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An attendee holds an alarm clock in front of the Senate Budget Committee hearing room to indicate that time is running out on the Super Committee, before a rally on Social Security and Medicareat the Dirksen Senate Building November 17, 2011 in Washington, DC.

More than 20 Senators and seven Representatives have begun work on a compromise budget that liberals and conservatives can live with, before new sequester cuts hit in January.

We’ve been down this road before. In fact, the failure of the 2011 “supercommittee” is what led to the sequester cuts taking effect in the first place. 

Supercommittee alumni – former Sen. Jon Kyl (R-AZ), Sen. Max Baucus (D-MT), and Rep. Xavier Becerra (D-CA) – have some advice for members of the new budget conference commission:

Former Sen. Jon Kyl (R-AZ)

“We wasted a lot of time in the super committee following a vapor trail that was never going to produce anything tangible. The reality is one side wants entitlement reform to get a handle on spending, the other side doesn’t. That side wants tax revenue increases, the first side does not. So, you have two pretty intractable forces here, with a country split in probably the same way, and until the dynamic changes, you’re only going to be able to work it at the margins, I think. You’re not going to be able to do the fundamental change that either party wants.”

Sen. Max Baucus (D-MT)

“We know what the real problems are here. We know we’ve been down this entitlements list before. We know what revenue has to be addressed. We know the provisions of sequestration. Let’s find a rough outline.”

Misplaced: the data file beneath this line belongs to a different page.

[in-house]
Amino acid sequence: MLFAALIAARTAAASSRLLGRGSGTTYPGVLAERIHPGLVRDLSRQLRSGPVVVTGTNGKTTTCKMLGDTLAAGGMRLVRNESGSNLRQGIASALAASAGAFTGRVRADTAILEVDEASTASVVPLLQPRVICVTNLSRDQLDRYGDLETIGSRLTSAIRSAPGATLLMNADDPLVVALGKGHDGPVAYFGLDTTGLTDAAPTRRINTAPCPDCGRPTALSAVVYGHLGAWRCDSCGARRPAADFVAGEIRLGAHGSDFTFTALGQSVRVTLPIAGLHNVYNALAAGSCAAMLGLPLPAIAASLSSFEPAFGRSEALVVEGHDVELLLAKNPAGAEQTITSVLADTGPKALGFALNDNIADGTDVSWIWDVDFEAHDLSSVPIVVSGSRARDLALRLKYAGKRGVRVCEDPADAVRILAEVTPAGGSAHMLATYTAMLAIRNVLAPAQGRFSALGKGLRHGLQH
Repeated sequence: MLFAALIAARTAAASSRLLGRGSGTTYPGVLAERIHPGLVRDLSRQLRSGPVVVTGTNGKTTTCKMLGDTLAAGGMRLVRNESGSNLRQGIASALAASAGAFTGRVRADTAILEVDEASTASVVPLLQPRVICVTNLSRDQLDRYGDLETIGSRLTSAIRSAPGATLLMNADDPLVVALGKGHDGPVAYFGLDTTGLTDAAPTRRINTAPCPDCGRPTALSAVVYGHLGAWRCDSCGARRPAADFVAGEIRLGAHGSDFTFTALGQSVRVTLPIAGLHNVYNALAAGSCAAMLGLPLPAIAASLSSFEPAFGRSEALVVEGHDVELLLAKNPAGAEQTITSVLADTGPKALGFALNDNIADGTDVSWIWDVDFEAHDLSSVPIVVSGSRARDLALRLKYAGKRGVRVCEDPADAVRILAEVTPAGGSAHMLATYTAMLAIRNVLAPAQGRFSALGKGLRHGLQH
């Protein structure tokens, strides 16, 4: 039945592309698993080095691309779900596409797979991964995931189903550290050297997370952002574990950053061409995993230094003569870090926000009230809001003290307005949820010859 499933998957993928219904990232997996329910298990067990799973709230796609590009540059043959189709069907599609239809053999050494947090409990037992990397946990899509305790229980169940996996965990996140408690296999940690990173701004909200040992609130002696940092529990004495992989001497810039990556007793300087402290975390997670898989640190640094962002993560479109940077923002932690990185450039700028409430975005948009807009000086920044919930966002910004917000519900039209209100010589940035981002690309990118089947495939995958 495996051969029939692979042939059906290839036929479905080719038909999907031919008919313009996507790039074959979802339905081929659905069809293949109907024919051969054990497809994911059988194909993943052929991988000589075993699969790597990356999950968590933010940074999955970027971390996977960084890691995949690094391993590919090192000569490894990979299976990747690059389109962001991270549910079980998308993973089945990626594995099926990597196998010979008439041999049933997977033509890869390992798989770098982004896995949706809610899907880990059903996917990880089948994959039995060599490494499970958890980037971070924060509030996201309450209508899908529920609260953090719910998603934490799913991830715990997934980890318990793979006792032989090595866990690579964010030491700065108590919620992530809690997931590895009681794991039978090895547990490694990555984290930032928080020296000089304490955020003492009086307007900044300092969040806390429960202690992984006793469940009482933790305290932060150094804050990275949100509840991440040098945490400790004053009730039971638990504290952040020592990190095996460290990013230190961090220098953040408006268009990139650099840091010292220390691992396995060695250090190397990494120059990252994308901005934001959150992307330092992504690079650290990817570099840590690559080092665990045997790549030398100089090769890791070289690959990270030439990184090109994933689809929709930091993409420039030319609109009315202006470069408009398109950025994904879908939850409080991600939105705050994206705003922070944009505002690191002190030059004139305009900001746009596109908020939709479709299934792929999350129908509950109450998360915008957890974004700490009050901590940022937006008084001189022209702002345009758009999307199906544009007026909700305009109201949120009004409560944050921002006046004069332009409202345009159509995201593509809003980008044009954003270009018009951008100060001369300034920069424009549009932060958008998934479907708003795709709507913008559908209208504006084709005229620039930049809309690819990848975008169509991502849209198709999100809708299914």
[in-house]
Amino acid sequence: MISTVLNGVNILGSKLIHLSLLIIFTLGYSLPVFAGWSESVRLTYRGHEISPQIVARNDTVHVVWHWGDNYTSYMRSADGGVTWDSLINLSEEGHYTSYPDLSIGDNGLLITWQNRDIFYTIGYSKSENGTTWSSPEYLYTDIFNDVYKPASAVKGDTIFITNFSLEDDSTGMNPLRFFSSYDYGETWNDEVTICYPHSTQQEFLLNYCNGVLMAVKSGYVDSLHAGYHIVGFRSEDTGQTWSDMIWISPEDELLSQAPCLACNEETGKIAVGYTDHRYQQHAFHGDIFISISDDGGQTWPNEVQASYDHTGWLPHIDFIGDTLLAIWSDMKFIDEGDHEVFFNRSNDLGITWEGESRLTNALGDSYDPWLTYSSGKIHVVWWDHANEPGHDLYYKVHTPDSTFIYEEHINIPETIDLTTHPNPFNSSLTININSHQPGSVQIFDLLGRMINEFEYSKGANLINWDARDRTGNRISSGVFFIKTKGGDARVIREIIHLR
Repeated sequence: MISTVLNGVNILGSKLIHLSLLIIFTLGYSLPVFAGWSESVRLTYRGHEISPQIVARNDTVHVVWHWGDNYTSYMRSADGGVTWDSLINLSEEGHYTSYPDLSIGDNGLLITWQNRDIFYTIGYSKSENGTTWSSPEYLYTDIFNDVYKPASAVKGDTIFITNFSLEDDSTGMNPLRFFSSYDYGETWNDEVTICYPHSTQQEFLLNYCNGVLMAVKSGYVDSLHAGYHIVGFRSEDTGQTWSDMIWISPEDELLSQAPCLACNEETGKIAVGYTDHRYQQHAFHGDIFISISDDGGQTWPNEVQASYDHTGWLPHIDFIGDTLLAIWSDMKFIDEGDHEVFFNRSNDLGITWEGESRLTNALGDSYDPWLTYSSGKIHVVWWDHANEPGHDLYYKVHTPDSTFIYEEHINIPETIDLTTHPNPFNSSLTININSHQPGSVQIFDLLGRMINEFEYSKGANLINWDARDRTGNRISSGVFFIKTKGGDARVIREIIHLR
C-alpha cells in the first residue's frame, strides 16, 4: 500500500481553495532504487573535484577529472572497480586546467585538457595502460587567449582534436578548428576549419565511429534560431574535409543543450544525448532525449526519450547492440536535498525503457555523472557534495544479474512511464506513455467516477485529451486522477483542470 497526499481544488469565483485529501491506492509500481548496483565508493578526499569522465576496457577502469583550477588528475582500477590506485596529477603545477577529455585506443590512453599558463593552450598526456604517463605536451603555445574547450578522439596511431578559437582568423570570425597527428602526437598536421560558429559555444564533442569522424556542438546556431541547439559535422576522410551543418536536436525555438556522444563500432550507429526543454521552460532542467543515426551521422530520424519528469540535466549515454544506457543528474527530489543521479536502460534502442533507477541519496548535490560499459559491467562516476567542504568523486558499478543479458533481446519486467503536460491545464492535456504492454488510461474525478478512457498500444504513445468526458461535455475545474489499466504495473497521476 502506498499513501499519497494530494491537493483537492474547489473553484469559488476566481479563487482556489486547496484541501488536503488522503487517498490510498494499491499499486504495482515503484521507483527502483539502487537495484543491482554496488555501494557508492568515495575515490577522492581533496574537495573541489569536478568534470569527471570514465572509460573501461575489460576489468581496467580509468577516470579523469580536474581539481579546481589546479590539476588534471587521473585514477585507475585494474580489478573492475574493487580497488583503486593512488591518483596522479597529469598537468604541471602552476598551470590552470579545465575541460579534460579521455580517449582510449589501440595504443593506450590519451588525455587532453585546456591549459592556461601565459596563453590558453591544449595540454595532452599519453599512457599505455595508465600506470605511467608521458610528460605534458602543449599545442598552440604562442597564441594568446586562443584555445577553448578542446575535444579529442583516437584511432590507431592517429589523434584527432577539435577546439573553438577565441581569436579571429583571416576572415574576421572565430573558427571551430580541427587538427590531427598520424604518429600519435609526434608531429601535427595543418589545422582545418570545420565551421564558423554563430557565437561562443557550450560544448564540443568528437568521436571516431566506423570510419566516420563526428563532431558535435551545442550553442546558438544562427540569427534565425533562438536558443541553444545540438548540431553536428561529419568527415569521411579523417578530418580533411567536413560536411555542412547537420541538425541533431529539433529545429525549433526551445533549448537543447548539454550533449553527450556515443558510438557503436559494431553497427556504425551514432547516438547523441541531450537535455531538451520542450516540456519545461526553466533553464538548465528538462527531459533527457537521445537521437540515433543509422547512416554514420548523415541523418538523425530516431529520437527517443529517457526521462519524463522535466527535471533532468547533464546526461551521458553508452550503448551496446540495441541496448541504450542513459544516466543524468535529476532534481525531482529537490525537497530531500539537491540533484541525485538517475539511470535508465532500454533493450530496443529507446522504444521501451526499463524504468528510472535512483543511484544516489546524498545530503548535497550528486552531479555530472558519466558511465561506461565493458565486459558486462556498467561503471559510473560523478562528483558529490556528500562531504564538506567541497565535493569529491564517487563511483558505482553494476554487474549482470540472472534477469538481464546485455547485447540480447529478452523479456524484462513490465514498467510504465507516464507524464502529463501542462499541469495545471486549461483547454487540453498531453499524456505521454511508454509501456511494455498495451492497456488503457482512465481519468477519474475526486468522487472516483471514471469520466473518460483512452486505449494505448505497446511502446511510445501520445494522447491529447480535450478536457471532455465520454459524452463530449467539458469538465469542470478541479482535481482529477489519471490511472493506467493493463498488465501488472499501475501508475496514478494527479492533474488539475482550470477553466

“There is never going to be an agreement that pleases everybody. Listen. Get a long-term solution -- it doesn’t have to solve all the problems, but a good bit of them, and then we can improve upon it later on.”

Rep. Xavier Becerra (D-CA)

“When these negotiators walk into the room, they have to put everything on the table when it comes to the budget. They can’t have preconditions; they can’t have special interests that they’re protecting. Everything should be on the table so we can come up with a balanced approach.”

“Stop with the preconditions. Don’t protect the sacred cows. Be prepared to put everything on the table, and before you know it, human nature being what it is, I think we’ll come to the middle ground. But you have to stop people from saying we can do everything except this. Once you start putting the exceptions out there, everyone has to put on the table or take off the table their exceptions. Hang your egos at the door, and hang your preconditions at the door at the same time.”

About the author

David Gura is a reporter for Marketplace, based in the Washington, D.C. bureau.

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